March 11, 2022 Russia-Ukraine News
Technicians began work on Thursday to repair damaged power lines serving the Chernobyl nuclear power plant, according to the United Nations nuclear watchdog.
The lines were completely cut at the beginning of the week, the last having been “destroyed following the bombardment of the occupier” on Wednesday, declared the Ukrainian minister of energy.
The International Atomic Energy Agency (IAEA) said diesel generators had been providing emergency power to the site since Wednesday and additional fuel supplies had been delivered to the Russian-controlled facility.
A bit of context: Russian troops stormed the Chernobyl power plant – the site of the world’s worst nuclear disaster – on the first day of the invasion on February 24, with personnel still inside.
Some 211 technical staff and site guards are indeed living at the facility and in “increasingly difficult conditions” with potentially dwindling food supplies, the IAEA said.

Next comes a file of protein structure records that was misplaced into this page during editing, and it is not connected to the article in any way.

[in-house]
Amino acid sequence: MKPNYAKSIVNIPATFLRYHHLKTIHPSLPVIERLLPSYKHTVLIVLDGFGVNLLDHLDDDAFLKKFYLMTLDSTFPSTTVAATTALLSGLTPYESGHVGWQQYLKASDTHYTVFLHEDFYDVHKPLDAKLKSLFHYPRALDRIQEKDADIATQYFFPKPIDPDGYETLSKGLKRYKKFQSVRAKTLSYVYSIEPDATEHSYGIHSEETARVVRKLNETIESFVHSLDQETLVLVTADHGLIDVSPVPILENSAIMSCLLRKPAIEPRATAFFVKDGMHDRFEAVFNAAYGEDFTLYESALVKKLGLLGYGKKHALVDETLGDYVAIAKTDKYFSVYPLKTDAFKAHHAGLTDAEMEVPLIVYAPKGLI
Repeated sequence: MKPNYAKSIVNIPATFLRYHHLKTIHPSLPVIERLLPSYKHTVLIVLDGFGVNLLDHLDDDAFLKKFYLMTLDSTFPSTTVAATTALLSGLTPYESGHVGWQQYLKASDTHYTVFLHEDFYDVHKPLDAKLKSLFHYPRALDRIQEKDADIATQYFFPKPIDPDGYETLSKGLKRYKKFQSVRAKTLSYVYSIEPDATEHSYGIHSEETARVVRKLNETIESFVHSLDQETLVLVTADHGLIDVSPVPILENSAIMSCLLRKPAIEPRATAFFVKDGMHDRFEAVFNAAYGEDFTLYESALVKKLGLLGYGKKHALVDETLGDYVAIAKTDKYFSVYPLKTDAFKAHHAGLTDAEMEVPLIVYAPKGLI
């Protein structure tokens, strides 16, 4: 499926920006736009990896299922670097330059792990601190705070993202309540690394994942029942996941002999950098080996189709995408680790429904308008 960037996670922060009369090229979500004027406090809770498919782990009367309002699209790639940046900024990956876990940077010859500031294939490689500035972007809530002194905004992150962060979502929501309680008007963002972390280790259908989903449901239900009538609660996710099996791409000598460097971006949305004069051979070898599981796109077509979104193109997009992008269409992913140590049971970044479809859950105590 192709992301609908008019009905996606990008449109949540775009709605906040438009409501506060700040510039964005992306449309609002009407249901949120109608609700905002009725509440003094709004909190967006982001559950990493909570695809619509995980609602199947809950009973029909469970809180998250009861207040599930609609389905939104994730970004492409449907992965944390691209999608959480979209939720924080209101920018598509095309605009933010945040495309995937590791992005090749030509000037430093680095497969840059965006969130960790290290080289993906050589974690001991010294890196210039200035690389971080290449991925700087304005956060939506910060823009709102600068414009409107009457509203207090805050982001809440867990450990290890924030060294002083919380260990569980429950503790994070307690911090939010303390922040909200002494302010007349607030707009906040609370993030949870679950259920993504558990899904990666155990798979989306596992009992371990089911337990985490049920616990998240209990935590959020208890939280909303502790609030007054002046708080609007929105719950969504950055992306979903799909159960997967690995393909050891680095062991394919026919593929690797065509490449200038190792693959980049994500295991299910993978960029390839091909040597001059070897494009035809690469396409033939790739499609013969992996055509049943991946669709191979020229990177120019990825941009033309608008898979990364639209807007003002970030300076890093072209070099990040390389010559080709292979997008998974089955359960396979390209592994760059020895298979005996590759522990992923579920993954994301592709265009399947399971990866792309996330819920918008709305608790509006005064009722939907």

Ukraine’s regulator told the IAEA it lost communication with the plant on Thursday, although it continued to receive updates on the situation from offsite senior management.
Other nuclear facilities: The agency also provided an update on two other nuclear facilities in Ukraine. The energy situation at the Zaporizhzhia nuclear power plant is “unchanged”, with two of four power lines damaged, the IAEA said, adding that a single power line could meet the plant’s offsite power needs and generators diesel for emergency power are ready and available.
In Kharkiv, a nuclear facility for research and development and production of radioisotopes for medical and industrial applications suffered “additional damage” after being bombed earlier this week.
However, the IAEA said the nuclear material at this site is subcritical and the inventory of radioactive material is low, and the agency estimated that the damage would not result in radiological consequences.
A look back at the Chernobyl disaster in 1986 in pictures: